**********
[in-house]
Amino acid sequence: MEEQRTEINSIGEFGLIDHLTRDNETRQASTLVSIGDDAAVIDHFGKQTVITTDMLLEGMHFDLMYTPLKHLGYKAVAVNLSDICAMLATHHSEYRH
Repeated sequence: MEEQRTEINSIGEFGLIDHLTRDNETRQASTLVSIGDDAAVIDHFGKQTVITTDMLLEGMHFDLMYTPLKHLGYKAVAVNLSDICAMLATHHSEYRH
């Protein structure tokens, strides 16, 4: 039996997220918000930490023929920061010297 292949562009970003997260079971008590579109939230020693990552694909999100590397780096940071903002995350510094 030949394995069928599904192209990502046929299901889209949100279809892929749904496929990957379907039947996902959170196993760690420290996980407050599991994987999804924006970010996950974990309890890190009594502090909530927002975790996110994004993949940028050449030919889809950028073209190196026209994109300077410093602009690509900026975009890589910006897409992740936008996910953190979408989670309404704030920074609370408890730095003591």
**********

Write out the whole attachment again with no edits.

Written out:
[in-house]
Amino acid sequence: MEEQRTEINSIGEFGLIDHLTRDNETRQASTLVSIGDDAAVIDHFGKQTVITTDMLLEGMHFDLMYTPLKHLGYKAVAVNLSDICAMLATHHSEYRH
Repeated sequence: MEEQRTEINSIGEFGLIDHLTRDNETRQASTLVSIGDDAAVIDHFGKQTVITTDMLLEGMHFDLMYTPLKHLGYKAVAVNLSDICAMLATHHSEYRH
């Protein structure tokens, strides 16, 4: 039996997220918000930490023929920061010297 292949562009970003997260079971008590579109939230020693990552694909999100590397780096940071903002995350510094 030949394995069928599904192209990502046929299901889209949100279809892929749904496929990957379907039947996902959170196993760690420290996980407050599991994987999804924006970010996950974990309890890190009594502090909530927002975790996110994004993949940028050449030919889809950028073209190196026209994109300077410093602009690509900026975009890589910006897409992740936008996910953190979408989670309404704030920074609370408890730095003591």